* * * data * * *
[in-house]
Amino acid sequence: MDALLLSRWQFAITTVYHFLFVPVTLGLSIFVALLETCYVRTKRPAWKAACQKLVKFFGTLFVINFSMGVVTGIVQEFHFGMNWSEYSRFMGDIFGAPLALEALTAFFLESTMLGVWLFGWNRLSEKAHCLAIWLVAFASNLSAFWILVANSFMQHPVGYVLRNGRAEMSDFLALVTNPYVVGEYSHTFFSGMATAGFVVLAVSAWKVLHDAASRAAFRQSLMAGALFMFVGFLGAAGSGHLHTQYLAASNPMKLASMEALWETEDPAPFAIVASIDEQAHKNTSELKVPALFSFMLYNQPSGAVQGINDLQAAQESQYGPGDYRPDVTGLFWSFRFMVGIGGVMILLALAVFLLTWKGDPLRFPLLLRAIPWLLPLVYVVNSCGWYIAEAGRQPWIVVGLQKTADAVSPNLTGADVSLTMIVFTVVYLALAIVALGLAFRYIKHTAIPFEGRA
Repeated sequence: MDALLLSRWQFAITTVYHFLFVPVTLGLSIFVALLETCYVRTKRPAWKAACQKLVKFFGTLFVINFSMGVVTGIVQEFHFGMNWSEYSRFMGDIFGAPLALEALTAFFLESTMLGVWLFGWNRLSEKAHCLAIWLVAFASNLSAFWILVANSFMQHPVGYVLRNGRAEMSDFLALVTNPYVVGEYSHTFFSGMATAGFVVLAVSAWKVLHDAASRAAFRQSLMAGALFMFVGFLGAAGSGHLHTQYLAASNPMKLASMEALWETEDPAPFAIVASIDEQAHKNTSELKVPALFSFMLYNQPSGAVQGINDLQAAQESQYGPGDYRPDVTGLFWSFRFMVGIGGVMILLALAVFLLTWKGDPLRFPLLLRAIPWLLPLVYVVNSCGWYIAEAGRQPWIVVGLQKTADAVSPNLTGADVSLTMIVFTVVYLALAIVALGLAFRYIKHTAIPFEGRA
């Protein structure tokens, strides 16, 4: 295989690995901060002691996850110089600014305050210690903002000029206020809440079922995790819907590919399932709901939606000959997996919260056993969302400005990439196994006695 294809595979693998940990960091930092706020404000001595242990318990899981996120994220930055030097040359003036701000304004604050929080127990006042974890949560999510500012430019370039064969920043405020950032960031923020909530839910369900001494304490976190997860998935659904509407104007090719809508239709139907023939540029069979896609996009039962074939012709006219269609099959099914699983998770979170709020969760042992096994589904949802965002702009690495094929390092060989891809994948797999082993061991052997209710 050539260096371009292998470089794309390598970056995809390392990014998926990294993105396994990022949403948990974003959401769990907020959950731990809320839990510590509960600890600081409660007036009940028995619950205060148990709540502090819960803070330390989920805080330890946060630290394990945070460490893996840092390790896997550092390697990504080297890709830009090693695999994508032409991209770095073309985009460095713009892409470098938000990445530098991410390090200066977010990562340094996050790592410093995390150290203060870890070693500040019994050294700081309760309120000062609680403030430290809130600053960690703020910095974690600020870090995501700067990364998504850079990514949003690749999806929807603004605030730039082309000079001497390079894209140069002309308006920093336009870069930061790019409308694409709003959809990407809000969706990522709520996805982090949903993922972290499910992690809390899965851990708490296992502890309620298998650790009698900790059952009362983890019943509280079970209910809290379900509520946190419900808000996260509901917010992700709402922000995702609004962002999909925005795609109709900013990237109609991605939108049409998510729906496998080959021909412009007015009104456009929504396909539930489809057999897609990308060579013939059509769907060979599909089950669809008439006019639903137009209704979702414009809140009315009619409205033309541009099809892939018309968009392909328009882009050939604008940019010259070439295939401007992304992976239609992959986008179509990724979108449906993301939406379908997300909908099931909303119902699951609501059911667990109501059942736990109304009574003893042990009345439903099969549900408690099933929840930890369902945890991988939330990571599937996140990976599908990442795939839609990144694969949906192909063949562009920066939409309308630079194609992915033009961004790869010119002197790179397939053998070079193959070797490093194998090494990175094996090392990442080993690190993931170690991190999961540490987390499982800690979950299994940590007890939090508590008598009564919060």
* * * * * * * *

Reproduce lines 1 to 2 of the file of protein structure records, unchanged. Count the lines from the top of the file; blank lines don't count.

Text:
[in-house]
Amino acid sequence: MDALLLSRWQFAITTVYHFLFVPVTLGLSIFVALLETCYVRTKRPAWKAACQKLVKFFGTLFVINFSMGVVTGIVQEFHFGMNWSEYSRFMGDIFGAPLALEALTAFFLESTMLGVWLFGWNRLSEKAHCLAIWLVAFASNLSAFWILVANSFMQHPVGYVLRNGRAEMSDFLALVTNPYVVGEYSHTFFSGMATAGFVVLAVSAWKVLHDAASRAAFRQSLMAGALFMFVGFLGAAGSGHLHTQYLAASNPMKLASMEALWETEDPAPFAIVASIDEQAHKNTSELKVPALFSFMLYNQPSGAVQGINDLQAAQESQYGPGDYRPDVTGLFWSFRFMVGIGGVMILLALAVFLLTWKGDPLRFPLLLRAIPWLLPLVYVVNSCGWYIAEAGRQPWIVVGLQKTADAVSPNLTGADVSLTMIVFTVVYLALAIVALGLAFRYIKHTAIPFEGRA